Of all the dough enhancers I will mention, lecithin is my absolute favorite. It keeps the moisture in the bread and thus helps it stay soft and moist longer. It makes your homemade bread look and feel like professional store bought bakery bread. Lecithin is an emulsifying agent and keeps all the ingredients mix together better. It traps the gas bubbles from the yeast in the dough by creating a type of coating or elasticity which allows for better rising. It also tends to help the outer crust be softer and more delicate.
Lecithin comes in many forms. The form that many bakers have used over the centuries is eggs. Lecithin is found in egg yolk so if your recipe has eggs in it, you’ve added lecithin. However, eggs can be bad for longevity or preservation of the bread so that is why adding straight lecithin is preferred. Lecithin can come in liquid or granule form and is most commonly made of sunflower or soy. I like the liquid form of soy lecithin so much that I actually package and sell it individually as Pure Liquid Soy Lecithin or in our Homemade Bread Bundles. Both of these are also available on our Fast Easy Bread Amazon Store. You will also notice that most if not all of my bread recipes call for liquid soy lecithin. That’s because it makes for consistent well formed bread and more importantly, a very fluffy loaf bread.
Vitamin C Powder (Ascorbic Acid)
Vitamin C, also known as ascorbic acid, also enhances the dough in two ways. It acts as a preservative and it also creates a lighter bread by helping the yeast do a better job. You don’t need a lot of this to enhance the dough. In fact I suggest you only need about ⅛ tsp per loaf of bread you are making. You can purchase the ascorbic acid powder on Amazon and I recommend this brand (Nutricost Vitamin C Powder) or you can purchase vitamin C and throw it in the blender until it is powder. As I mentioned before, the type of yeast I prefer to use already has ascorbic acid in it.
At first, I was sceptical about adding ginger powder to my bread dough because I don’t care for the taste of ginger. However, after trying it I realized that it really can enhance the dough and make a lighter fluffier bread without changing the taste. You only have to add about ¼ tsp per loaf and it is such a small amount that you won’t taste it. The ginger again helps boost yeast and also helps as a natural preservative.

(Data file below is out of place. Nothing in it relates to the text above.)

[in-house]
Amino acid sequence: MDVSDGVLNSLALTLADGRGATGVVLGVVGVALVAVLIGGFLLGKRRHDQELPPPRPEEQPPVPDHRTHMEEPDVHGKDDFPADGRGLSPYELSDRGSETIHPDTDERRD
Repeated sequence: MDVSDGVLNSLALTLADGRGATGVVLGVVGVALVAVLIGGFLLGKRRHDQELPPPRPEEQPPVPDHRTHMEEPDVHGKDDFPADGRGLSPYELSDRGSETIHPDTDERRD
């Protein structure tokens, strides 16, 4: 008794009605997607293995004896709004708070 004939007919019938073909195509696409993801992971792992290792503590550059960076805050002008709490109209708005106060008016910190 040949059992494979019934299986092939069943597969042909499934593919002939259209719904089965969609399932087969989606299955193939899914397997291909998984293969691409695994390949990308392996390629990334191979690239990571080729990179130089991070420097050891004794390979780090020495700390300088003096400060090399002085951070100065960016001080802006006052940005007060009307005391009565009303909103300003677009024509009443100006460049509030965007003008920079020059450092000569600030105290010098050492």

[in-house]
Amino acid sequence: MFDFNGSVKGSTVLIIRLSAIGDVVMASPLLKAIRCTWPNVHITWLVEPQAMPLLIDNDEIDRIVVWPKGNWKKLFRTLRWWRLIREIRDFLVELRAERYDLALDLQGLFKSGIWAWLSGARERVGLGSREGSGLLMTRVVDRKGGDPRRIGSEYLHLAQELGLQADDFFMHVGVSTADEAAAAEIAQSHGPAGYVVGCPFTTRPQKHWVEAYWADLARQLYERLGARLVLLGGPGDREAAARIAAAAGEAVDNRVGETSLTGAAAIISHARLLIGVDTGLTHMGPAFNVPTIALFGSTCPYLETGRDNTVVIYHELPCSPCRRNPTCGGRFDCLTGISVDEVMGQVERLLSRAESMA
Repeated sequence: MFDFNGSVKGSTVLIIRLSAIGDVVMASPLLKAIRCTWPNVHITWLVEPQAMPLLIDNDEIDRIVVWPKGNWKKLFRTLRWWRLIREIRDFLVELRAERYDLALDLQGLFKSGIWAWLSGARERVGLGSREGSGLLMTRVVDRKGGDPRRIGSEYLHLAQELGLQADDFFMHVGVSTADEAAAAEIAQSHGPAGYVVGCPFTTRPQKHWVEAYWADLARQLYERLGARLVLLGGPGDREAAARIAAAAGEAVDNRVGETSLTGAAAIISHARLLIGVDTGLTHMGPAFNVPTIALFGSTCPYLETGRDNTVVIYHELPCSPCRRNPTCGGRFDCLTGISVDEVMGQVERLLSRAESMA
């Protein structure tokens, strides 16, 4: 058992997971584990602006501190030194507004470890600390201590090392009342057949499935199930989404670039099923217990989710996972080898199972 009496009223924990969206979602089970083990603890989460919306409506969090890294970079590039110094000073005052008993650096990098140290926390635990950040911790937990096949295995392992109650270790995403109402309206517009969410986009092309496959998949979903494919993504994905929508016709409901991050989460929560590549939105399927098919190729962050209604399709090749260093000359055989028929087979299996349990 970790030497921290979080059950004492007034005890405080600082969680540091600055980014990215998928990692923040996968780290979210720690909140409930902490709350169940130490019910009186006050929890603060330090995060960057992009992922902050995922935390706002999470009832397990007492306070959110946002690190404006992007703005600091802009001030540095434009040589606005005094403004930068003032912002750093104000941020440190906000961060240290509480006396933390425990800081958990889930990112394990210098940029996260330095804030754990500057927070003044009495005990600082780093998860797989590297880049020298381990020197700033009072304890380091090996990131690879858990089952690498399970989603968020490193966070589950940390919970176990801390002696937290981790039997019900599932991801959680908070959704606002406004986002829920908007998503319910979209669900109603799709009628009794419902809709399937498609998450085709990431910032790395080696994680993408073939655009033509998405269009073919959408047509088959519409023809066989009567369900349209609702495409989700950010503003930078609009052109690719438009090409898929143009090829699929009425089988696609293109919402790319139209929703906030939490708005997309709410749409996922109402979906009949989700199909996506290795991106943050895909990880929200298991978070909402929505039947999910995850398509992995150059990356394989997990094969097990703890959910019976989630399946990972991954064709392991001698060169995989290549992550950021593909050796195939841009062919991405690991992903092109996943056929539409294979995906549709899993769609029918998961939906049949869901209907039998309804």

Potato Flakes or Potato Water
As you know, potatoes are rich in starch. Starch helps the dough by trapping the gas from the yeast in the dough and makes the bubbles stronger. This helps the bread to rise and be lighter and fluffier. If you are boiling potatoes, you can use the unsalted water in place of the water in your bread recipe to help out the yeast. Potato flakes do the exact same thing as potato water without having to boil potatoes. I’ve even made doughnuts “spudnuts” out of potatoes. I would substitute about ¼ cup of potato flakes for flour in the recipe for this enhancer or replace half of the water with the potato water.
If you’ve ever compared gluten free bread with regular bread you will notice that the gluten free bread is more dense. That is because wheat gluten, which is in the bread flour, strengthens the dough and encases the gas produced by the yeast. You can actually add a small amount of wheat gluten to enhance the dough and make it lighter and fluffier. The more gluten, the stronger the dough is. You can purchase vital wheat gluten and replace 1 Tbsp of flour with the vital wheat gluten. Here’s a link to Anthony’s Premium Vital Wheat Gluten on Amazon.
Dry Milk Powder
Adding dry milk powder to your bread dough will help your loaf rise higher. In addition, the loaf will stay soft and hold moisture longer which again means it will last longer. It also helps brown the crust. If you want a lighter fluffier bread loaf just add 2 Tbsp of dry milk to the flour per loaf of your bread.
Vinegar – Apple Cider or White Vinegar
Vinegar has a very similar effect to the dough as the ascorbic acid. It helps hold the dough together and strengthens the bubbles so they won’t pop. It helps to keep the integrity of the dough and strengthens the gluten bonds.
The ingredients above are the main thing that will allow you to keep your bread from turning into a dense brick and more into a light fluffy loaf. In addition, there is some process to making that perfect bread loaf. If you use bread flour, instant yeast, and an enhancer like lecithin, the process becomes simpler. For example in our Basic White Bread Recipe, you don’t have to proof yeast, you only have one rise time, and the process really does become easy and the bread is made fast. If you use other yeast, you may have to proof it, let it rise more than once etc. The main process that should be followed in all recipes is kneading the bread. You can do this in a mixer like a Bosch or a KitchenAid or you can knead by hand. Whichever way you do it, the dough needs to be kneaded until it has a smooth and soft texture. In a mixer about 5 minutes will do, but if you are the brave soul kneading your dough by hand it takes about 10-15 minutes. This ensures that the ingredients have been activated, the gas is being released, and the dough is strong enough to keep the gas in.
I hope this post will help you create less dense, light fluffy homemade bread. I know from experience that it is as simple as it sounds. If you have any questions, please comment.